Following this presentation and a coffee break, delegates had the opportunity to attend two of five parallel sessions, one of which is summarised below. Two of the parallel sessions were guided poster tours that each featured three delegate posters; one tour was on the topic of ‘communicating more effectively’ and the other on ‘practical matters and professional practices’. The latter included a poster from The Publication Plan entitled ‘How do medical publication professionals engage with online news resources?’ which ISMPP members can view here.
Journal rejections: strategies for resubmission
Journal rejections are costly, both in terms of time and budget. In this session, Caroline Halford (Springer Healthcare) and moderator Gary Burd (who presented slides on behalf of Bradford Challis [Janssen]) provided their perspectives on how to minimise journal rejections. Presenting data from an analysis of journal rejections (n=34) at Janssen, Burd showed that the two most common reasons were (i) the paper did not meet the journal’s priority criteria and (ii) that the topic was not appropriate or in scope.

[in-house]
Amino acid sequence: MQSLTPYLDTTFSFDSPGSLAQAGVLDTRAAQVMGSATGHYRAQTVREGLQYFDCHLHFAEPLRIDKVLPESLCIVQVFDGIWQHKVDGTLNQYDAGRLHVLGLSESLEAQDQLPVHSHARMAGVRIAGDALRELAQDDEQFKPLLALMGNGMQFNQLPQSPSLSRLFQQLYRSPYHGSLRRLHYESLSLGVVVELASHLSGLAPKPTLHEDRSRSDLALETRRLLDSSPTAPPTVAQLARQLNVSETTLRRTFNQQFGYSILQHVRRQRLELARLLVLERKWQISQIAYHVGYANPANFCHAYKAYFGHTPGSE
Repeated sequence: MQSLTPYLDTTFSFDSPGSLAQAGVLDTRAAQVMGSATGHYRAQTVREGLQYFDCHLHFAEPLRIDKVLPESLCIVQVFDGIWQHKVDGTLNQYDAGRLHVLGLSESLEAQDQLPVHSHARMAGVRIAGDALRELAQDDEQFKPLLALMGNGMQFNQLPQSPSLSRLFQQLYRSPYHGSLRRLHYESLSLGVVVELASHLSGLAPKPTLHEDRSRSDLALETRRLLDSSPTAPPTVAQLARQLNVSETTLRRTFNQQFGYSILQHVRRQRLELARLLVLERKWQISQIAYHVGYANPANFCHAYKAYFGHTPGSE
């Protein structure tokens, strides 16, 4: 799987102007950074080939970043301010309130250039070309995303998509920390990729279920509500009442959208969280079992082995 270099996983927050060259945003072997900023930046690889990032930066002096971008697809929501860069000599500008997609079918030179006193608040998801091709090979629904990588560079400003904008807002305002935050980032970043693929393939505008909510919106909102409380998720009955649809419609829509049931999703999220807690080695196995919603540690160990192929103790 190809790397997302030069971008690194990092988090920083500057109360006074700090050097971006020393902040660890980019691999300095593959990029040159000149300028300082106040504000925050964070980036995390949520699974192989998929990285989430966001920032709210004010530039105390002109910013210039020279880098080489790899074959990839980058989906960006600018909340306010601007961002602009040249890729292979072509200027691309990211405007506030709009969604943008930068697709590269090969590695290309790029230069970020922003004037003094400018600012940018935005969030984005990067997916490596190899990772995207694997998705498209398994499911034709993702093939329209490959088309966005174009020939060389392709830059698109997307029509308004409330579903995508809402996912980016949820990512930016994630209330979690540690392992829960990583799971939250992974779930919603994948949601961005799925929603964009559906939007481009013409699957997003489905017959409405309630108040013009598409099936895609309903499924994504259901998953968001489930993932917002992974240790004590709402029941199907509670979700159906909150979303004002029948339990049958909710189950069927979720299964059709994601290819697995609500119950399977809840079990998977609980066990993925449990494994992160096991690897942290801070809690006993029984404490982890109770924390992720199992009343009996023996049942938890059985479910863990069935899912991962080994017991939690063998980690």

Recommended approaches that could limit these reasons for rejection include:
- research the journal’s scope and rejection rate
- obtain consensus on target journal early and encourage authors to be realistic
- presubmission enquiries can help gauge an editor’s interest
- draft a comprehensive cover letter along with the submission
- provide previous journal comments, indicating which have been addressed and why other comments cannot be; for issues that cannot be fixed, be transparent and consider whether they can be addressed within the discussion/limitations sections of the paper.
Focusing on the presubmission enquiry in more detail, Halford provided information on the editor’s perspective on the level of detail to include. Information such as author names, drug name, drug class, therapy area, region of development (eg US, EU, Rest of World), whether the data have been published in abstract form, how the data extend current knowledge, limitations of the research, and anticipated submission timelines were all considered to be important.
The parallel sessions concluded the morning portion of the program.
A summary of the second half of the meeting is available here.
By Aspire Scientific, an independent medical writing agency led by experienced editorial team members, and supported by MSc and/or PhD-educated writers